• Begin by going beyond merely volunteering at a soup kitchen or shelter, but by sharing life with the entire community at a local shelter, committing to a tutoring/mentoring program for at-risk youth, building cross cultural friendships, or even taking in an unwanted or trafficked child.
  • Grow by starting a tutoring or adult education program in your community or in a community that needs one, building/creating low income housing for the poor, putting your children in local schools and getting involved, or promoting cessation of trafficking in your communities through a ministry of presence.
  • Create change by working to reform the education system, creating a school with no race/class barriers to entry, changing laws, helping enforce laws, being politically active, serving on local boards, redeeming social and/or cultural systems, and creating a better “kingdom” system within the bounds of the law.

Your community must work together collectively as well as collaboratively with other communities, law enforcement, and local government to bring light to dark places and drag darkness into the light.  Every day.

Part 4: Engage Globally

“Injustice anywhere is a threat to justice everywhere. We are caught in an inescapable network of mutuality, tied in a single garment of destiny. Whatever affects one directly, affects all indirectly.” ~Martin Luther King, Jr.

Engaging globally is about seeing yourself as a part of the global fabric of the modern world simultaneously and inseparably both locally and globally.  Perhaps “glocal” is the new way to say it. In an every day context this partly means making choices with our purchases and our voices.

A consumer economy within a democratic government puts a lot of power into your hands concerning daily choices. We all need to learn how to see through the product labels to the names and faces of all those along the production chain.  Indiscriminate (and gluttonous) consumption is an injustice all in its own.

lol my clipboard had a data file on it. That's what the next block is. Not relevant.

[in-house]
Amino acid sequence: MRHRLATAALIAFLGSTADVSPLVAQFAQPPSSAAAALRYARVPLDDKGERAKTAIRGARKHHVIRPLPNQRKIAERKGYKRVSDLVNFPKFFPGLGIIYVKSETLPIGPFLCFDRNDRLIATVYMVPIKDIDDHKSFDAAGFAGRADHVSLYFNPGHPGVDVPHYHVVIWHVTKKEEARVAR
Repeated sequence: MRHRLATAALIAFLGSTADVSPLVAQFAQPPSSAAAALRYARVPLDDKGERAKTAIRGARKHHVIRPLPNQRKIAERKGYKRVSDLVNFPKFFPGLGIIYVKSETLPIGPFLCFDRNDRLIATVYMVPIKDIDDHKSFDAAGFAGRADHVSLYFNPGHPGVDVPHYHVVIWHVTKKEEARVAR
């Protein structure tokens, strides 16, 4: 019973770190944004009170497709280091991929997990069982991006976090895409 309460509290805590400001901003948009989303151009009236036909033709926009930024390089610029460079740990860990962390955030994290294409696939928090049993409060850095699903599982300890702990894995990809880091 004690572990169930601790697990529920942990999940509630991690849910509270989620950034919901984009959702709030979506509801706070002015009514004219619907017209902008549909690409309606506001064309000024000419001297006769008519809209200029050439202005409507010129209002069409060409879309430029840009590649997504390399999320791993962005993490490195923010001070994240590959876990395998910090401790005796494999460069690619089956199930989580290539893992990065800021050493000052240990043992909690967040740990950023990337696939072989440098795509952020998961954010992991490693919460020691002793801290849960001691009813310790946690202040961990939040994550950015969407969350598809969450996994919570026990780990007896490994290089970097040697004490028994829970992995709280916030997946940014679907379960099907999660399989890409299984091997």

• Do you make purchases without thinking about where they were made and who made them?
  • Are you educating yourself to learn about equitable systems of global production, trade and distribution such as local trade, fair trade, and free trade?
  • Are you willing to pay more to ensure the names and faces at all parts of the product chain are treated and compensated equitably?
  • Are you willing to boycott products made using bonded labor or that cause violence/war such as some textile factories, some jewels, some agriculture such as chocolate production, and many of the minerals in our electronics?
  • Are you willing to be politically active to work for polices that lead the way in ethical trade?
  • Are you able to see the foreign or immigrant laborer with compassion?  Are you willing to disadvantage yourself to ensure they share in the advantages of society?

Furthermore, engaging globally is not just about being a “global citizen” but reflects the profound reality of the Global Church: “…God has put the body together, giving greater honor to the parts that lacked it, so that there should be no division in the body, but that its parts should have equal concern for each other. If one part suffers, every part suffers with it; if one part is honored, every part rejoices with it.” 1 Cor. 12:24-26.